Robert Arbuthnot and his wife Elizabeth Nevin went to
Canada from Co.Antrim in about 1834. They had several sons, who established the Eastern
Ontario branch of the family. Their daughter, Ann, married James Kyle.
The Hon. Alexander, ninth son of the 7th Viscount emigrated
to Canada. He died in 1870. He had no male heirs, but many descendants from his four
Hugh Arbuthnot Stringer and his brother were taken to
Canada by their mother. She was the daughter of Sir Edmund Burke and had married an
Arbuthnot, by whom she had two sons. Then she fell in love with a manservant called
Stringer. She ran away to Canada with him, taking her two sons. They all took the name of
Stringer. She had one more son. Hugh married three times and had ten children, the eldest
of whom was Arthur John Stringer, a famous Canadian poet and writer. Many descendents live
in British Columbia.
In 1850 James Arbuthnot, son of William Arbuthnot of Dens,
Aberdeenshire, emigrated to the Bryne Settlement of Port Natal. He had six sons, William,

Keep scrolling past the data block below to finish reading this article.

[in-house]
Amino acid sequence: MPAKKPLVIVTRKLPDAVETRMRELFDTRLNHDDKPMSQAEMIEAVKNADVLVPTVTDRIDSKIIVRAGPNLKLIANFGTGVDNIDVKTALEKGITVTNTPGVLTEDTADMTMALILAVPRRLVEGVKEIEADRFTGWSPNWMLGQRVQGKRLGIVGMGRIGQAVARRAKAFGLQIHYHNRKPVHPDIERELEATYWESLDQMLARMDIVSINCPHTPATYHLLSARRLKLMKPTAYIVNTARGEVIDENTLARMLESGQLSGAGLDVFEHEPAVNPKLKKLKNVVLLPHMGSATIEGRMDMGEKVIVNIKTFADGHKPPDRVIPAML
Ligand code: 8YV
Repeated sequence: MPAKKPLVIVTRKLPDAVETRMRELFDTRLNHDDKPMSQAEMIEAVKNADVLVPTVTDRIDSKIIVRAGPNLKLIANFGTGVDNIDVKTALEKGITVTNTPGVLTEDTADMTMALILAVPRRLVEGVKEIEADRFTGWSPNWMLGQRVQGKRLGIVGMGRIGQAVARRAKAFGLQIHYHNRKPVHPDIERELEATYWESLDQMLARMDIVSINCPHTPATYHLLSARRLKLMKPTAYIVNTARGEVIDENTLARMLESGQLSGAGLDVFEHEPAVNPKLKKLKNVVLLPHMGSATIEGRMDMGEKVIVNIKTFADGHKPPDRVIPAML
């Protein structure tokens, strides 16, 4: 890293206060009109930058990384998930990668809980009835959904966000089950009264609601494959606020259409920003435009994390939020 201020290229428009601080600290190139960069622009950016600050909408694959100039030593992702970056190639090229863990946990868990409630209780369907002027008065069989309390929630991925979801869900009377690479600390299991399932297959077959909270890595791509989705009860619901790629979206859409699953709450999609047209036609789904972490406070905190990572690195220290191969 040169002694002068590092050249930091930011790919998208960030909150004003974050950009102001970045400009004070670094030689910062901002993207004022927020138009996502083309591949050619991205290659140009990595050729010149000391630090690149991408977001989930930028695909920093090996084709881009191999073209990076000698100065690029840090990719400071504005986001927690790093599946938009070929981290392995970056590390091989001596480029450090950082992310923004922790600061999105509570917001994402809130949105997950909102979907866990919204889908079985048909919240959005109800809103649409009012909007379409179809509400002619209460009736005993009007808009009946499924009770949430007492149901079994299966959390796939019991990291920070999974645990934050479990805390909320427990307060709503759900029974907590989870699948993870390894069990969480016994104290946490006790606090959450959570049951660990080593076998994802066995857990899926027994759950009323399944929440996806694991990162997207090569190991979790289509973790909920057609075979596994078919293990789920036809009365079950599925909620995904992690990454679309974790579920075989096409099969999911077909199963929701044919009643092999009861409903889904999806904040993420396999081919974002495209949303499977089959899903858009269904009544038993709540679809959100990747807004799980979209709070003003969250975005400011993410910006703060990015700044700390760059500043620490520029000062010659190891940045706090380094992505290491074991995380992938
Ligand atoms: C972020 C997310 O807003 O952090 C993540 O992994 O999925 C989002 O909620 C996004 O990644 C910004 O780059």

McDuff, Hubert, Fitzjames, St.George and Crofton. He also had two daughters, Eva and
Susan. This branch of the family still thrives in the area.
Catherine Taylor and David Arbuthnot both live in Cape,
South Africa. She is the granddaughter of the Rev. William Arbuthnot of Arbuthnot House,
Peterhead and her mother was the last of the branch of the family to be born and
brought-up there. Mrs Taylor was the Member for Wynberg in the South African Parliament
for eleven years. Her mother's cousin David went to South Africa in 1929 as an extra
A.D.C. to Lord Athlone and Princess Alice and has lived there ever since.
Many Arbuthnot(t)s spent their working lives in India,
initially as merchants, then in the Army or working for the Indian Civil Service. Among
others George Arbuthnot of Elderslie, brother of Sir William Arbuthnot, Bart., went first
to Ceylon and then to Madras, India, where he was taken on as partner in the firm Lautour
& Co., Bankers. He later became head of the firm and renamed it 'Arbuthnot & Co.'.
Most of those who worked in India retired to Britain, but
some married locally and remained there. Such marriages were never recognised by the
families at the home and therefore never recorded, one of these was that of the Hon.
Charles, sixth son of 8th Viscount whose descendants live in the Bangalore area of Madras.
One became a famous civil engineer and had a bridge named after him.
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